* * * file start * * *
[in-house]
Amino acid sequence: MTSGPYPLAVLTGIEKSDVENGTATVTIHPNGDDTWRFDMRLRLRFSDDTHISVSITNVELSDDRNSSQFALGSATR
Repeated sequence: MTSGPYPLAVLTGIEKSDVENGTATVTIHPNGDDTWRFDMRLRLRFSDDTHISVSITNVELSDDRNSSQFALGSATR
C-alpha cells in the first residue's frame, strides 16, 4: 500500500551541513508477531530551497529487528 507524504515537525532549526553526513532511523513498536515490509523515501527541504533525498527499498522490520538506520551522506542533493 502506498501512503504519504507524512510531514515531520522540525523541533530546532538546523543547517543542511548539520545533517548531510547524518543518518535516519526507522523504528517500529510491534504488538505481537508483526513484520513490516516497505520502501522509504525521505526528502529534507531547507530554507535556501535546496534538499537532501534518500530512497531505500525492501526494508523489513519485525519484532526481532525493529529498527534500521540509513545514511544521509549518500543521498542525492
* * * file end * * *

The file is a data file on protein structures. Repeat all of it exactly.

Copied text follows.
[in-house]
Amino acid sequence: MTSGPYPLAVLTGIEKSDVENGTATVTIHPNGDDTWRFDMRLRLRFSDDTHISVSITNVELSDDRNSSQFALGSATR
Repeated sequence: MTSGPYPLAVLTGIEKSDVENGTATVTIHPNGDDTWRFDMRLRLRFSDDTHISVSITNVELSDDRNSSQFALGSATR
C-alpha cells in the first residue's frame, strides 16, 4: 500500500551541513508477531530551497529487528 507524504515537525532549526553526513532511523513498536515490509523515501527541504533525498527499498522490520538506520551522506542533493 502506498501512503504519504507524512510531514515531520522540525523541533530546532538546523543547517543542511548539520545533517548531510547524518543518518535516519526507522523504528517500529510491534504488538505481537508483526513484520513490516516497505520502501522509504525521505526528502529534507531547507530554507535556501535546496534538499537532501534518500530512497531505500525492501526494508523489513519485525519484532526481532525493529529498527534500521540509513545514511544521509549518500543521498542525492